Speaking at two conferences in two very different scenarios and to two very different audiences gives you the precious opportunity to get a taste of what the market thinks, the fears and the wishes. By market I mean people that represent business, companies or represent themselves but they have an influence on what others think in their profession. In my case, this is happened in Athens at the Elia Together conference and at Gala Boston recently. Although the presentations were targeted at two very different groups, they shared some common ground. Both audiences contained professional translators and linguists and representatives of translation companies. The presentation in Athens dealt more with the future of translation as a profession, some marketing development tips and a short summary of our iADAATPA open source multi-MT platform project which inevitably led to the question of “How does neural machine translation work”?. The presentation in Boston was solely dedicated at the iADAATPA platform and how it will become an open source MT platform with ready-tested plugins and APIs to CAT tools and MT services, with a little overlap on how does neural machine translation work. Let me share with you a few things I learnt from talking to professional translators and translation business over the last two months.
The Uber of translation
Full house. More than 100 people sat to take away some lessons about how the business model for medium and small translation agencies must change (well, even for the model of the large ones) and embrace B2C. It’s not that the typical cascade buying and selling will disappear, but many companies and even freelancers have not realized yet how many times people use Google nowadays to search for services… including translation services. And it doesn’t matter if you are in Boston, Athens, Osaka, Guadalajara City or Lyon. Well-delivered services can be anywhere as long as they can deliver what they promise. Look at Amazon. I hammered home the idea that few translation companies actually do what they say they do (translate, for example their own website in 10 languages). They don’t speed and solve communication problems (they actually create a layer of administrative work). The point about disintermediation seemed to be interesting more for companies than for freelancers. As large text loads head towards higher quality neural machine translation (which begins to be almost indistinguishable from humans), the idea of microservices and hourly rates begins to settle in the minds of translation managers and translators alike. A mixed audience as it was (half freelancers, half companies), I was surprised to see the interest in iADAATPA open source multi-MT platform that will not only provide free machine translation to public administrations via eTranslation from the European Commission, but will also be free to for use as an multi-MT vendor platform by private individual and industry. Having a single hub where all your connectors and APIs are already in place so you can use best performing engines in domains and language pairs from several MT vendors is attractive not only for the European Union. It is attractive to anybody that would like an on-premise machine translation platform. In 2006, Google ditched a ruled-based system (Systran) to develop its own platform. In 2010 the first statistical machine translation with re-training features was released as PangeaMT. Many followed, mostly as SaaS and cloud services. But no full MT management platform has ever become open source. APIs and connectors have remained fiercely proprietary. iADAATPA will make MT much easier to run and change from one provider to another, even at company level.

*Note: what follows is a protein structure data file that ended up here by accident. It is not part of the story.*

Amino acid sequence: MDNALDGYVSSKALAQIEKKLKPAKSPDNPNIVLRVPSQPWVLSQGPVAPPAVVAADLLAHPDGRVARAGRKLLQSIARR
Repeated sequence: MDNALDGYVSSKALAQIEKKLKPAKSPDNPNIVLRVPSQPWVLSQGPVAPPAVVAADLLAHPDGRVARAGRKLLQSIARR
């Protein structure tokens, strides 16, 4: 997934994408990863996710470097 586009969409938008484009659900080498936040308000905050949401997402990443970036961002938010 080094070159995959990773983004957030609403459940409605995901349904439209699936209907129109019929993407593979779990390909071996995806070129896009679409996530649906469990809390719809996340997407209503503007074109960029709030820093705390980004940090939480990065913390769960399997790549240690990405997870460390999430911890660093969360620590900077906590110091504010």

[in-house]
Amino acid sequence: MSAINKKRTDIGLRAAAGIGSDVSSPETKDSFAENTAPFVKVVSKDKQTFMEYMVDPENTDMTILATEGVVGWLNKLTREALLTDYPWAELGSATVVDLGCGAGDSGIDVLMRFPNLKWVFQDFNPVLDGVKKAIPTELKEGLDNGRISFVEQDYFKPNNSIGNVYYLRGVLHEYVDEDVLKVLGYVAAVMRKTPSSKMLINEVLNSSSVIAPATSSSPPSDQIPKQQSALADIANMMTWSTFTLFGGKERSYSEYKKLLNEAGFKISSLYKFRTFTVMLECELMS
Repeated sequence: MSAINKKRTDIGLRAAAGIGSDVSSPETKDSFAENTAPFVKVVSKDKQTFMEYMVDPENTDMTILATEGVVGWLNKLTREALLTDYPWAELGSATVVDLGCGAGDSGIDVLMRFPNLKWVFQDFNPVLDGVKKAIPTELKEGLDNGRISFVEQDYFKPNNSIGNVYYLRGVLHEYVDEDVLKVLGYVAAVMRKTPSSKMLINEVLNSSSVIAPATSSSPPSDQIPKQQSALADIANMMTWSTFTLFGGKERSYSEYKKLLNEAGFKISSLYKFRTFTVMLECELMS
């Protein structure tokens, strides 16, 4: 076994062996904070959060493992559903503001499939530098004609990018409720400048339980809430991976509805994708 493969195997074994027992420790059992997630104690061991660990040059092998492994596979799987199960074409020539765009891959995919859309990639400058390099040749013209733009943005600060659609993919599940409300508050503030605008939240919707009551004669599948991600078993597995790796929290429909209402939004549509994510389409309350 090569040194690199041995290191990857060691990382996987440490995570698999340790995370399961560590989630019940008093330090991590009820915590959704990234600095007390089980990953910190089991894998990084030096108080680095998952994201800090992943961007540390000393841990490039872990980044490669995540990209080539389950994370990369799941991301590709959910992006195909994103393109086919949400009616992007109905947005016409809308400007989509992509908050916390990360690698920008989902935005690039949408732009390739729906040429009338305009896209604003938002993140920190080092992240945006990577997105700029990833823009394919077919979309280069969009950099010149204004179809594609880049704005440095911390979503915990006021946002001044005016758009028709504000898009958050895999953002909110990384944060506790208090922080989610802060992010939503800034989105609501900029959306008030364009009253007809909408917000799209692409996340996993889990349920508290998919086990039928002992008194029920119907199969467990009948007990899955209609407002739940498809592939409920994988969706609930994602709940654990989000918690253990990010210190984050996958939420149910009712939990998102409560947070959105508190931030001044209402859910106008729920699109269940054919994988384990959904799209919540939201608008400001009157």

Gala Boston 2018
The Language of Business. The Business of Language